September 30, 2020
No more workshops without provocation with Diana Ying Liu and Kandis O’Brien
Access the episode's highlights
How can you, as a facilitator, create new and exciting possibilities for your workshop participants?
The answer lies in provoking your audience to listen to each other and feel heard. Provocation is a strategic tactic to make workshop participants feel uncomfortable – but in a good way. It drives them out of their comfort zones and allows them to break free from their shells so they can take action and evoke new thoughts and ideas that may have been left uncovered.
We know that provocation can have many positive benefits, but how can facilitators use provocation to amplify their workshop? You’ll discover the answer on this episode of workshops work, where I’m joined by Diana Ying Liu and Kandis O’Brien from The SIX, an innovation and strategy consultancy that helps “leaders and their teams get their groove on.”
We deep dive into how you can provoke compelling conversations in your workshop sessions, why you need to have the right executive sponsor in the room, and so much more!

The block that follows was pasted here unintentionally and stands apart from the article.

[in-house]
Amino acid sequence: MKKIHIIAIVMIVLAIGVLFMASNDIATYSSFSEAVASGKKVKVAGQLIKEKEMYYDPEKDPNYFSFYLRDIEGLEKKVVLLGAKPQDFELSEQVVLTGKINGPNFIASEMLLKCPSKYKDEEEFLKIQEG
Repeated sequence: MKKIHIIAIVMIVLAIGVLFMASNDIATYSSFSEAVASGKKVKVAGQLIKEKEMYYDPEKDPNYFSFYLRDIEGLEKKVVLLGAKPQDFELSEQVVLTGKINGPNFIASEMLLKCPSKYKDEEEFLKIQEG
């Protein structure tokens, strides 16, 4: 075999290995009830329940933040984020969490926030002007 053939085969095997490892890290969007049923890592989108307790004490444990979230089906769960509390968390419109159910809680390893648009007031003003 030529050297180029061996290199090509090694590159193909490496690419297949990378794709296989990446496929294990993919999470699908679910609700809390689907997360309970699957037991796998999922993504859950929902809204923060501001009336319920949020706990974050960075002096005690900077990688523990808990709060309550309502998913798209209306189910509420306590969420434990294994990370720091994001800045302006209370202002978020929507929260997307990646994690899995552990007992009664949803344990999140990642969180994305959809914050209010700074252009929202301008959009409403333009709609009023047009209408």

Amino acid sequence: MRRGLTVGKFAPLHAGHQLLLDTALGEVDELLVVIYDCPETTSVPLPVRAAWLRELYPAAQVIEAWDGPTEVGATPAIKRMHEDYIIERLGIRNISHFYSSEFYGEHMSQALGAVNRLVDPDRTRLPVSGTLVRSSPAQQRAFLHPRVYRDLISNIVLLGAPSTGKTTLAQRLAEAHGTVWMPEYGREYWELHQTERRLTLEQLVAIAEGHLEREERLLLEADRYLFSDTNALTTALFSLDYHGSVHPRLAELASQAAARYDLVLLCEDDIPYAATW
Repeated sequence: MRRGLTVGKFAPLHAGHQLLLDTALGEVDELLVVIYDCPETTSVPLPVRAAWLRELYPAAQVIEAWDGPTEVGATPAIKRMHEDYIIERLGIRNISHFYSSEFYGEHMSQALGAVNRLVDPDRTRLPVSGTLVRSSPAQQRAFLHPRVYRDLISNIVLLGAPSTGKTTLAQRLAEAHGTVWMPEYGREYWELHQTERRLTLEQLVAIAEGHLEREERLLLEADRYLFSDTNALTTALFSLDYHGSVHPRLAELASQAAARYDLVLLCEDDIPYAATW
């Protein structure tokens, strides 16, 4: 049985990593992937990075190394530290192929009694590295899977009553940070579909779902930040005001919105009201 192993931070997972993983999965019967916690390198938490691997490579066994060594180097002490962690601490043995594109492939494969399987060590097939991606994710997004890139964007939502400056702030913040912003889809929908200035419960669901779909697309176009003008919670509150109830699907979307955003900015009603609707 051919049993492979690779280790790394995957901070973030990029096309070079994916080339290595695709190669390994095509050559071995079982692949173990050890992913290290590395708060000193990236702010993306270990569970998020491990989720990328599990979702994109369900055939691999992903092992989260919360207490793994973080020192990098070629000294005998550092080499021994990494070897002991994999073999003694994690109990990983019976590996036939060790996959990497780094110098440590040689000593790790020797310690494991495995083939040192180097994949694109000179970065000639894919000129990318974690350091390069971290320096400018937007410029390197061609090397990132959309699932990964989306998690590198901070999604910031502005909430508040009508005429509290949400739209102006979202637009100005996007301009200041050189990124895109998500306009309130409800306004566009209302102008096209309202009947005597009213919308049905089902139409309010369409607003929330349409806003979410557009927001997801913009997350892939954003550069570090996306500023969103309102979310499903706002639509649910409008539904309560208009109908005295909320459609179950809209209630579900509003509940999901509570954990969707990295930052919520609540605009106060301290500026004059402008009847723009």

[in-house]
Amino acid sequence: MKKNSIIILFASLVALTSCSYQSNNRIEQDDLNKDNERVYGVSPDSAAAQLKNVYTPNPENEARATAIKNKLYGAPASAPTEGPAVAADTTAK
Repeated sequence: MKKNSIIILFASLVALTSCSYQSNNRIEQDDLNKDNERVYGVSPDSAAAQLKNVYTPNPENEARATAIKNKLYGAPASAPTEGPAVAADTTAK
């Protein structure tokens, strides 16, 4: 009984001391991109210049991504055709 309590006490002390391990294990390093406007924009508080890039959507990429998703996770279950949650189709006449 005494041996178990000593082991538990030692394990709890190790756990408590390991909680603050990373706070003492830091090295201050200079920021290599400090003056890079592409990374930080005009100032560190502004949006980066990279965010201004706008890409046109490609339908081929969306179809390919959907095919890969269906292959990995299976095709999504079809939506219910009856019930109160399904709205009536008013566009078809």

Find out about
- How Diana and Kandis define the role of a facilitator vs a consultant
- How to use provocation to create friction and encourage people to step outside of their comfort zones
- The different levels of provocation
- Exercises to help people ‘loosen up’
- How to make people feel comfortable and safe enough to share
- The importance of understanding the culture of the organisation and the problem statement of the session
- The advantages of having pre-interviews before the workshop
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Feeling inspired by the conversation in this episode? We can have our own – take a seat at my virtual table as part of a Mastermind Group.
A huge thank you must go to SessionLab, the sponsor of Workshops Work. Claim your free two months of SessionLab Pro now – this deal is exclusive to Workshops Work listeners!
Questions and Answers
Diana, when did you start calling yourself a facilitator?
Do you bring in your own facilitators to your sessions?
How do you use provocation as a tool to create friction?
How do you define the right degree of provocation that is relevant and absurd at the same time?
How would you react when/if the leadership disregards a team member’s idea?
What makes a workshop fail from the perspective of a consultant vs a facilitator?
Do the pre-interviews create a level of trust or do you still need another layer of trust creation at the start of the workshop to play around with provocation?
What would be your golden nugget about provocation from our discussion?